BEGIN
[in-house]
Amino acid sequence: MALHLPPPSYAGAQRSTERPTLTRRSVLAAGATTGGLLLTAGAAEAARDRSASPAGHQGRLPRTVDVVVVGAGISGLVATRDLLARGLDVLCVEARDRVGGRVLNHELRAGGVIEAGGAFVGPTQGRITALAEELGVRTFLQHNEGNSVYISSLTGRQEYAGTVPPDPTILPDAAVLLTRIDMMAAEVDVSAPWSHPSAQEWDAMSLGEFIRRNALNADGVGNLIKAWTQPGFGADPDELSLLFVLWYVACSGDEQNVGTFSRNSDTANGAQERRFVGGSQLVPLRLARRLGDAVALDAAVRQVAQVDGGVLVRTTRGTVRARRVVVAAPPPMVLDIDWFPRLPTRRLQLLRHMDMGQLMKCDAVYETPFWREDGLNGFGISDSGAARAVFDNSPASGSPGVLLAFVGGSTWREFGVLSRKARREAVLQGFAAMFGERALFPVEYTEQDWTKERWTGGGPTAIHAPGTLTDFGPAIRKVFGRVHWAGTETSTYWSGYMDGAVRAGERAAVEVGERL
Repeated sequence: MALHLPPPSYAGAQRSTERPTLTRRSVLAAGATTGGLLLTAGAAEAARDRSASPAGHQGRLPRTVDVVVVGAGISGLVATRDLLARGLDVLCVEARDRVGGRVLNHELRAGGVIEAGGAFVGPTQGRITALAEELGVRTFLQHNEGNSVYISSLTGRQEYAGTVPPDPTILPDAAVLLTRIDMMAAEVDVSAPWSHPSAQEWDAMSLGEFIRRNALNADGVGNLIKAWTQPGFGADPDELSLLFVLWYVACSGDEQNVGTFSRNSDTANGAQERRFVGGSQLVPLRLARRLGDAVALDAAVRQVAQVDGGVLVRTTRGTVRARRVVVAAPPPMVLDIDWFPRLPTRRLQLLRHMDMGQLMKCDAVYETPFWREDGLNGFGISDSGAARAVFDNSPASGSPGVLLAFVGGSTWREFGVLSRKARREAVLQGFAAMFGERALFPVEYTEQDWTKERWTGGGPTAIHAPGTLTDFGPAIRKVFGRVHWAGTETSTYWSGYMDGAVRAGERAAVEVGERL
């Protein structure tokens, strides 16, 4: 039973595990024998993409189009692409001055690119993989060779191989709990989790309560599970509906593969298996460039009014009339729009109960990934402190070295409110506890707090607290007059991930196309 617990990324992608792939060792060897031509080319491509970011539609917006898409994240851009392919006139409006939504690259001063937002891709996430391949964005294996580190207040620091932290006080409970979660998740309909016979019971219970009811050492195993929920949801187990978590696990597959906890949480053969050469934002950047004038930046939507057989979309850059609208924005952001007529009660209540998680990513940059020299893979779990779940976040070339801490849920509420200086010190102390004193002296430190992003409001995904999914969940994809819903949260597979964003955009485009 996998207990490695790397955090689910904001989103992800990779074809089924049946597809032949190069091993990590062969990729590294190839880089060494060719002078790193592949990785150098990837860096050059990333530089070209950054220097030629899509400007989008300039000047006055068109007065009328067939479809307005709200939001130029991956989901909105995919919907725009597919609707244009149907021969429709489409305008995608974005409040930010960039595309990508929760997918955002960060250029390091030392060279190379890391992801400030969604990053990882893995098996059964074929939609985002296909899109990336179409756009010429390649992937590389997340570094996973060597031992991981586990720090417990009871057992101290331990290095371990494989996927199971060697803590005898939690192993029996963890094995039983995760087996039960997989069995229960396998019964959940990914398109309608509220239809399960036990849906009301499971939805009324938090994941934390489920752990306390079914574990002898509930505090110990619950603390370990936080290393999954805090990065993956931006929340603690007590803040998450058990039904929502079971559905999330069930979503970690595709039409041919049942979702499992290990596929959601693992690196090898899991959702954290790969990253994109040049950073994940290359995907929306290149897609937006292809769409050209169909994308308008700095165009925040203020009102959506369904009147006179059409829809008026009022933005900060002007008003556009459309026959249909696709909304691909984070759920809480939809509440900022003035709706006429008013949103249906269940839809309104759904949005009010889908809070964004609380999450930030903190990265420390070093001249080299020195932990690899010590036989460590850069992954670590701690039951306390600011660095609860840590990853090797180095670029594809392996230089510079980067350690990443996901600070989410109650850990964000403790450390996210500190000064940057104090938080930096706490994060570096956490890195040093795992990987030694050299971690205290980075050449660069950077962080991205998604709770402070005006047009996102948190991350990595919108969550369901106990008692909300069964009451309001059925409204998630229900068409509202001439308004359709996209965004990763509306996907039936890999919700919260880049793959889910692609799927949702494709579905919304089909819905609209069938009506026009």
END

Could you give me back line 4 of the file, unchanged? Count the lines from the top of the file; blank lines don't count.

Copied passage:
């Protein structure tokens, strides 16, 4: 039973595990024998993409189009692409001055690119993989060779191989709990989790309560599970509906593969298996460039009014009339729009109960990934402190070295409110506890707090607290007059991930196309 617990990324992608792939060792060897031509080319491509970011539609917006898409994240851009392919006139409006939504690259001063937002891709996430391949964005294996580190207040620091932290006080409970979660998740309909016979019971219970009811050492195993929920949801187990978590696990597959906890949480053969050469934002950047004038930046939507057989979309850059609208924005952001007529009660209540998680990513940059020299893979779990779940976040070339801490849920509420200086010190102390004193002296430190992003409001995904999914969940994809819903949260597979964003955009485009 996998207990490695790397955090689910904001989103992800990779074809089924049946597809032949190069091993990590062969990729590294190839880089060494060719002078790193592949990785150098990837860096050059990333530089070209950054220097030629899509400007989008300039000047006055068109007065009328067939479809307005709200939001130029991956989901909105995919919907725009597919609707244009149907021969429709489409305008995608974005409040930010960039595309990508929760997918955002960060250029390091030392060279190379890391992801400030969604990053990882893995098996059964074929939609985002296909899109990336179409756009010429390649992937590389997340570094996973060597031992991981586990720090417990009871057992101290331990290095371990494989996927199971060697803590005898939690192993029996963890094995039983995760087996039960997989069995229960396998019964959940990914398109309608509220239809399960036990849906009301499971939805009324938090994941934390489920752990306390079914574990002898509930505090110990619950603390370990936080290393999954805090990065993956931006929340603690007590803040998450058990039904929502079971559905999330069930979503970690595709039409041919049942979702499992290990596929959601693992690196090898899991959702954290790969990253994109040049950073994940290359995907929306290149897609937006292809769409050209169909994308308008700095165009925040203020009102959506369904009147006179059409829809008026009022933005900060002007008003556009459309026959249909696709909304691909984070759920809480939809509440900022003035709706006429008013949103249906269940839809309104759904949005009010889908809070964004609380999450930030903190990265420390070093001249080299020195932990690899010590036989460590850069992954670590701690039951306390600011660095609860840590990853090797180095670029594809392996230089510079980067350690990443996901600070989410109650850990964000403790450390996210500190000064940057104090938080930096706490994060570096956490890195040093795992990987030694050299971690205290980075050449660069950077962080991205998604709770402070005006047009996102948190991350990595919108969550369901106990008692909300069964009451309001059925409204998630229900068409509202001439308004359709996209965004990763509306996907039936890999919700919260880049793959889910692609799927949702494709579905919304089909819905609209069938009506026009």